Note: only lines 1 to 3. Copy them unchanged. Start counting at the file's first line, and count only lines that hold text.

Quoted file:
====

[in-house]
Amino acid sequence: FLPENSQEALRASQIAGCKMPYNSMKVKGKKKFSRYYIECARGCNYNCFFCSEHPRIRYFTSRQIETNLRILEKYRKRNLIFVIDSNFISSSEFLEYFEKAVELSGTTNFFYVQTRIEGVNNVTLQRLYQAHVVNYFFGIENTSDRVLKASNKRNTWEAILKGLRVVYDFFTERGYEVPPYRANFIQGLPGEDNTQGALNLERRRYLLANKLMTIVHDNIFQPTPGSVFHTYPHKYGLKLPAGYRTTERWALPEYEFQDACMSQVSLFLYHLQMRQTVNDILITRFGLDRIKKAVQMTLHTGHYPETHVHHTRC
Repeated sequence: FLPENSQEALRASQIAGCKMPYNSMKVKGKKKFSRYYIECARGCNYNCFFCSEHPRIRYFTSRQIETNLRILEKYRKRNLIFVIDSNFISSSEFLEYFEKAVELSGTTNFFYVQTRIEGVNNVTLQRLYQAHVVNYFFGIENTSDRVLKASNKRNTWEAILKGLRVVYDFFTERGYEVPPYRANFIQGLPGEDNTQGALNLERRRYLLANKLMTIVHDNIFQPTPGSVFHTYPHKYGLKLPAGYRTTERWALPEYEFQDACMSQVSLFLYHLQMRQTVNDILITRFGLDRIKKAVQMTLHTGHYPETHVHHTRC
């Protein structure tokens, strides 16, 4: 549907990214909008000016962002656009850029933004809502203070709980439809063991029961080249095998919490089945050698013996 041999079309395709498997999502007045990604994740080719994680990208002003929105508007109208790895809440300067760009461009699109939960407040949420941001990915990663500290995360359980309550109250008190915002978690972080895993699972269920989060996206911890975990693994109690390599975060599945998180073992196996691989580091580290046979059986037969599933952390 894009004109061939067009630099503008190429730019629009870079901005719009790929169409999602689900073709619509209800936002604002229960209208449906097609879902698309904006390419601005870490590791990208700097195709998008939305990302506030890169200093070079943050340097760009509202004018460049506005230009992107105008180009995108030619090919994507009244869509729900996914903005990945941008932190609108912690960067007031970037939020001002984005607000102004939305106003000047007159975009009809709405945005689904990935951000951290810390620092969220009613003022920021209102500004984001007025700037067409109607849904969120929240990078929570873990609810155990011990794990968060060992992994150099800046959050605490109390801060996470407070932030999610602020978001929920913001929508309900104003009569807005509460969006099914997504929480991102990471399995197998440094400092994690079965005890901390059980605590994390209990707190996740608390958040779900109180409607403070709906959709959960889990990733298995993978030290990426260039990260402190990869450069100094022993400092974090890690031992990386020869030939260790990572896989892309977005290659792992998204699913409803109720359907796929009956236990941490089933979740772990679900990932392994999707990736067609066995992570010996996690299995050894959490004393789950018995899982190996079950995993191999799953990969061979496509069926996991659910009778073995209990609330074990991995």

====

[in-house]
Amino acid sequence: FLPENSQEALRASQIAGCKMPYNSMKVKGKKKFSRYYIECARGCNYNCFFCSEHPRIRYFTSRQIETNLRILEKYRKRNLIFVIDSNFISSSEFLEYFEKAVELSGTTNFFYVQTRIEGVNNVTLQRLYQAHVVNYFFGIENTSDRVLKASNKRNTWEAILKGLRVVYDFFTERGYEVPPYRANFIQGLPGEDNTQGALNLERRRYLLANKLMTIVHDNIFQPTPGSVFHTYPHKYGLKLPAGYRTTERWALPEYEFQDACMSQVSLFLYHLQMRQTVNDILITRFGLDRIKKAVQMTLHTGHYPETHVHHTRC
Repeated sequence: FLPENSQEALRASQIAGCKMPYNSMKVKGKKKFSRYYIECARGCNYNCFFCSEHPRIRYFTSRQIETNLRILEKYRKRNLIFVIDSNFISSSEFLEYFEKAVELSGTTNFFYVQTRIEGVNNVTLQRLYQAHVVNYFFGIENTSDRVLKASNKRNTWEAILKGLRVVYDFFTERGYEVPPYRANFIQGLPGEDNTQGALNLERRRYLLANKLMTIVHDNIFQPTPGSVFHTYPHKYGLKLPAGYRTTERWALPEYEFQDACMSQVSLFLYHLQMRQTVNDILITRFGLDRIKKAVQMTLHTGHYPETHVHHTRC